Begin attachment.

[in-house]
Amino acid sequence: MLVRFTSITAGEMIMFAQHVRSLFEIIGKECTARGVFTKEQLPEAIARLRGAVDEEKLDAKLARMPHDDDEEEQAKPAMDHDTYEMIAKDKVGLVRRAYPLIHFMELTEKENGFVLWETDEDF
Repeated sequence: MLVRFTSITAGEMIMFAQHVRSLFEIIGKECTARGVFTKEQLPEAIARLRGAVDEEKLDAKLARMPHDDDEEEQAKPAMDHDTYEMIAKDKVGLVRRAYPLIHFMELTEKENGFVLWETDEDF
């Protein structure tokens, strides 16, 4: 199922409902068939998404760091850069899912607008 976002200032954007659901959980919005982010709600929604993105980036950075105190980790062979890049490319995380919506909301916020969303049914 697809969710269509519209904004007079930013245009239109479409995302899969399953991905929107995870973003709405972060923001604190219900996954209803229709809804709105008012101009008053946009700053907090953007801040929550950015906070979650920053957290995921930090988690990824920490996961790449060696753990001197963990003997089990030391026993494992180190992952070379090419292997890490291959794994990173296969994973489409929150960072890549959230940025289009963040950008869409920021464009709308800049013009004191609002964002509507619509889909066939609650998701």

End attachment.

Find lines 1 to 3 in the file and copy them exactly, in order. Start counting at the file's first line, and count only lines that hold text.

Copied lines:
[in-house]
Amino acid sequence: MLVRFTSITAGEMIMFAQHVRSLFEIIGKECTARGVFTKEQLPEAIARLRGAVDEEKLDAKLARMPHDDDEEEQAKPAMDHDTYEMIAKDKVGLVRRAYPLIHFMELTEKENGFVLWETDEDF
Repeated sequence: MLVRFTSITAGEMIMFAQHVRSLFEIIGKECTARGVFTKEQLPEAIARLRGAVDEEKLDAKLARMPHDDDEEEQAKPAMDHDTYEMIAKDKVGLVRRAYPLIHFMELTEKENGFVLWETDEDF